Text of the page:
In order to keep your dog safe, it can be helpful to know a bit about how and why dogs overheat in the first place. Any dog is at risk of overheating—especially during the hottest hours of the day. However, some dogs will overheat even when it is not that hot outside. Usually, this is because he or she has some “overheating risk factors.”
Sometimes dogs will overheat easily because they have difficulty breathing properly. This is especially true of brachycephalic dog breeds (i.e. dogs with flat faces). Their skulls are shorter than other breeds and their nose is squished.
Due to this face shape, the nasal passages of brachycephalic breeds are also shorter and narrower than those of other dog breeds. This, combined with small nasal openings and a soft palate that may be too long, means that brachycephalic dogs have limited airflow.
Therefore, these breeds have a decreased ability to breathe properly and regulate body temperature—especially when playing or exercising. Even if the weather is not blazing hot, long walks or playing outside on a nice day can be enough for flat-faced breeds to get overheated.
While not an exhaustive list, some common brachycephalic dogs include:
- French and English Bulldogs
- Lhasa Apsos
- Boston Terriers
- Shih Tzus
- Chow Chows
Senior dogs and puppies
In addition to brachycephalic dogs, senior dogs are also at increased risk of overheating. As dogs age, so do their bodies. They can develop other diseases that affect their normal cooling mechanisms. Plus, senior dogs may have osteoarthritis in dogs or quickly become weak in the heat, both of which can make it difficult for them to carry out the tasks they need to cool down (e.g. get up to move to a cooler place or walk over to the water dish).
On the other hand, puppies are also prone to overheating. Just like human babies, puppies have not fully developed the ability to regulate their body temperature properly yet. This makes them more likely to overheat even if the weather is not extremely warm.
Dogs with certain diseases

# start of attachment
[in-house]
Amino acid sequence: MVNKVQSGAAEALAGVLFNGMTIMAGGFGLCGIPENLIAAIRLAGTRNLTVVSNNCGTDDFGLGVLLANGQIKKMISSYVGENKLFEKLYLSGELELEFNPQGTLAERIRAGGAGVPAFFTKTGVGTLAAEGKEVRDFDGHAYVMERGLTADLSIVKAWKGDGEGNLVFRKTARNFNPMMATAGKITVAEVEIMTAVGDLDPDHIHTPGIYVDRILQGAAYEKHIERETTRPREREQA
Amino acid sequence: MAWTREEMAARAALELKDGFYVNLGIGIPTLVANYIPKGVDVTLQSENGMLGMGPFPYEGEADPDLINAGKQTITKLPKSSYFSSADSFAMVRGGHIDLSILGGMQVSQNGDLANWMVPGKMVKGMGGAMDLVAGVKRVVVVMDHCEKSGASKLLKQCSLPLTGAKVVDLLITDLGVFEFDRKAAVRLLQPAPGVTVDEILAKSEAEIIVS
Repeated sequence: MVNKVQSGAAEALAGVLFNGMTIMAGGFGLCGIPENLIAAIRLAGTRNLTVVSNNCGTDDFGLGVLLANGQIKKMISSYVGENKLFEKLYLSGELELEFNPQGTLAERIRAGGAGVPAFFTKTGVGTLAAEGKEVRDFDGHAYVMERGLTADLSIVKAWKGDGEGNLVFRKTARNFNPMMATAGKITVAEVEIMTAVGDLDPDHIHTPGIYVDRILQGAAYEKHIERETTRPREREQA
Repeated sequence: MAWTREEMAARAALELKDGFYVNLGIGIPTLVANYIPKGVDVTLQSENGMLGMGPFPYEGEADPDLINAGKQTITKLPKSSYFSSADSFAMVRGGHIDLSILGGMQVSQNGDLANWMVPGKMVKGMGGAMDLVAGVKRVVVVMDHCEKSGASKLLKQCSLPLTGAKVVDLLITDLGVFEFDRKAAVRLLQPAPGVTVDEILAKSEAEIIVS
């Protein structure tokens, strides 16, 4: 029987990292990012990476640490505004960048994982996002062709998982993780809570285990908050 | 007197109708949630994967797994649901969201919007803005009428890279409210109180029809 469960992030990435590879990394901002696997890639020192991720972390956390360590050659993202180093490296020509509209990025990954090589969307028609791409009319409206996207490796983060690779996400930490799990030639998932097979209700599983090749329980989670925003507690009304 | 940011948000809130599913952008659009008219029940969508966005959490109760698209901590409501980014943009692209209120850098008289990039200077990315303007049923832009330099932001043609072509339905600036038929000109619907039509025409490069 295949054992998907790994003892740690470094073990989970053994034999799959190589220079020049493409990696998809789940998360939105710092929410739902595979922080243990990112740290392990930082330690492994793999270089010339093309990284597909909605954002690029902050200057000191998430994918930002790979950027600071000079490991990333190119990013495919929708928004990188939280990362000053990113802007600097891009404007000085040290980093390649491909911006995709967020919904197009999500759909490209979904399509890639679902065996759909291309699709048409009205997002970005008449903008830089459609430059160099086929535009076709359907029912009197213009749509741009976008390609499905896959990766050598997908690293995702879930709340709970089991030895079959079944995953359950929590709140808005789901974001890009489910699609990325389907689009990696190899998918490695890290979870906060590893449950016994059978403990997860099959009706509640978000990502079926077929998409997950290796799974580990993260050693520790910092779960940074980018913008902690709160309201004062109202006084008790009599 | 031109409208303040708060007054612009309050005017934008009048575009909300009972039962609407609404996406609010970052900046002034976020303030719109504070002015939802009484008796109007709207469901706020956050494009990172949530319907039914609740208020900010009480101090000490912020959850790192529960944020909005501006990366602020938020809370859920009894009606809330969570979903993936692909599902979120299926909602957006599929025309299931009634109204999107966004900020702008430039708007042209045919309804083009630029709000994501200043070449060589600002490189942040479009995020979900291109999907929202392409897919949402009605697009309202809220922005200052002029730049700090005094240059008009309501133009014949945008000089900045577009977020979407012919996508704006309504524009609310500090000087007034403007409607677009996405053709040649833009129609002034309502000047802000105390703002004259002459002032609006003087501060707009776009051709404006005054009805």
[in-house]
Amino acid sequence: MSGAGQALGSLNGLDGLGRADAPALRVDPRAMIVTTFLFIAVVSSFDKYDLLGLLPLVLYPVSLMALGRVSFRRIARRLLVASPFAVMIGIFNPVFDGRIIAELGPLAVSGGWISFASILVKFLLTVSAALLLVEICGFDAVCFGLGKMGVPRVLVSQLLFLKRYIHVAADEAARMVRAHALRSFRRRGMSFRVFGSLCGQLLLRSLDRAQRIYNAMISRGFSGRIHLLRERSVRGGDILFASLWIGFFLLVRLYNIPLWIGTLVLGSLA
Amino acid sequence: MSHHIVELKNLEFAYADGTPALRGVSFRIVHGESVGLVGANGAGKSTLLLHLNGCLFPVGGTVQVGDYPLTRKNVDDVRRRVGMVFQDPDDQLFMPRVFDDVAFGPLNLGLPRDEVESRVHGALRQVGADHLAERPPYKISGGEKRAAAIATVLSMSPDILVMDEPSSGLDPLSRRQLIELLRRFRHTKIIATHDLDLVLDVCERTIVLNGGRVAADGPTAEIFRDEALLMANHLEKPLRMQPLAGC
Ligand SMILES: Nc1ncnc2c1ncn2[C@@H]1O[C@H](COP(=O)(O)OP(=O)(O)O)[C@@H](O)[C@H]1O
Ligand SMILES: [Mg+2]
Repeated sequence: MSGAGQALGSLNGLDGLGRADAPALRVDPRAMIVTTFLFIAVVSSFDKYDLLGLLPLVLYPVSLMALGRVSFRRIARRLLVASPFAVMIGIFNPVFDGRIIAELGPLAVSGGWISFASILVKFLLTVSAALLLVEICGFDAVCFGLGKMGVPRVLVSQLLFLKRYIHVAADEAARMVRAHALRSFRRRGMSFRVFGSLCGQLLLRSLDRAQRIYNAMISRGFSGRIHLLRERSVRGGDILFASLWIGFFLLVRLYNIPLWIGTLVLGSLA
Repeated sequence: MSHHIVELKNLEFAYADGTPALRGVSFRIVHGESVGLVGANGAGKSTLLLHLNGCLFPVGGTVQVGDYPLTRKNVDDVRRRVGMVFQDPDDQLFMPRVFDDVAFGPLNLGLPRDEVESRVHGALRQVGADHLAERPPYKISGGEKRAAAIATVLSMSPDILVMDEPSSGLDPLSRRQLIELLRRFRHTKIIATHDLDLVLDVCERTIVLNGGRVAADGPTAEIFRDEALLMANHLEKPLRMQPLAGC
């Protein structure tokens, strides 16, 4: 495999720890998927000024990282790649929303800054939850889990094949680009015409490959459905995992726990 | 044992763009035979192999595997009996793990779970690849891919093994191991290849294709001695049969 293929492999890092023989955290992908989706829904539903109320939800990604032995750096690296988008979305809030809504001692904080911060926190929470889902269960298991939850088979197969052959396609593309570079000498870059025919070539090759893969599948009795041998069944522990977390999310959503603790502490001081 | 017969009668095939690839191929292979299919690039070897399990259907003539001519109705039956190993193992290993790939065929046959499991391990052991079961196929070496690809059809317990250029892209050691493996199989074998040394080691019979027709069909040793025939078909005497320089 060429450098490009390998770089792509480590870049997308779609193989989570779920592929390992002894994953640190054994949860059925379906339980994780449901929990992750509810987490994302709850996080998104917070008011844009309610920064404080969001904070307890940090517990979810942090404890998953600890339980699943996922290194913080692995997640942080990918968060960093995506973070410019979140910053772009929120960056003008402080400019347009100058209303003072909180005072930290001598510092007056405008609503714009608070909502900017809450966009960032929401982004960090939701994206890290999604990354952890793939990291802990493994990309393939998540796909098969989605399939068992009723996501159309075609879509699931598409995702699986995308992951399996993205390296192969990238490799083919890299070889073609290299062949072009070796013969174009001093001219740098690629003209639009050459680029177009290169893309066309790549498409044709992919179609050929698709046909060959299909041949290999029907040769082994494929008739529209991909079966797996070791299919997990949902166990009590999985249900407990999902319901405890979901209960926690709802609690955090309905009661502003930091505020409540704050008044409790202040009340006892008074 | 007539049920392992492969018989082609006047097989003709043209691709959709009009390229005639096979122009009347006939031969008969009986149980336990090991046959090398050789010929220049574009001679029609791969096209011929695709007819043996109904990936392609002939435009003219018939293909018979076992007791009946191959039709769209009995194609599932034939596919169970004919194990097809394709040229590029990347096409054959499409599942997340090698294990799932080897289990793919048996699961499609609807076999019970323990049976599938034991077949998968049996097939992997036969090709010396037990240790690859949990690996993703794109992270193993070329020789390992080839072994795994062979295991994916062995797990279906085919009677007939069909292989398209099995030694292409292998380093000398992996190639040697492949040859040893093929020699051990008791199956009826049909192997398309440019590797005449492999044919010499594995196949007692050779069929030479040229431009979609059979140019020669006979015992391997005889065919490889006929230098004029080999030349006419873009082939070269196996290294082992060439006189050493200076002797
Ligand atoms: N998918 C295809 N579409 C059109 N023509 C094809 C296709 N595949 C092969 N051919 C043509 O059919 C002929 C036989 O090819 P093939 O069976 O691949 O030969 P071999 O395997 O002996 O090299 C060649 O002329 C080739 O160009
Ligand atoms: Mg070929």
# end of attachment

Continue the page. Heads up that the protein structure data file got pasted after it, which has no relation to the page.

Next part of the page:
In addition to age, some diseases or conditions can also make dogs more likely to overheat easily.
For example, having heart disease in dogs or other lung or heart problems can put dogs at increased risk of overheating. Dogs with these conditions are more likely to have difficulty breathing and can tire quickly. This makes it challenging for them to cool themselves efficiently.
Along the same lines, dogs with upper airway problems can overheat easily as well. Just like brachycephalic dogs, these dogs can have a hard time breathing properly and regulating body temperature. Some examples of upper airway diseases include:
- Collapsed trachea in dogs
- Laryngeal paralysis in dogs
- Rhinitis in dogs (i.e. inflammation of the nasal passages) or other nasal diseases
- Upper airway obstruction (sometimes caused by a mass)
- Tight airways and difficulty breathing secondary to severe allergies
Dogs who have upper airway disease often make loud, wheezy, or whistling sounds when breathing. And you might notice these dogs coughing or gagging. Additionally, they can have increased difficulty breathing when exercising or playing.
If your dog has any of these conditions, it is extremely important that you use extra caution when walking or playing so your dog doesn’t overheat. Also, if you haven’t already, it is important to talk to your vet about ways to manage your dog’s disease.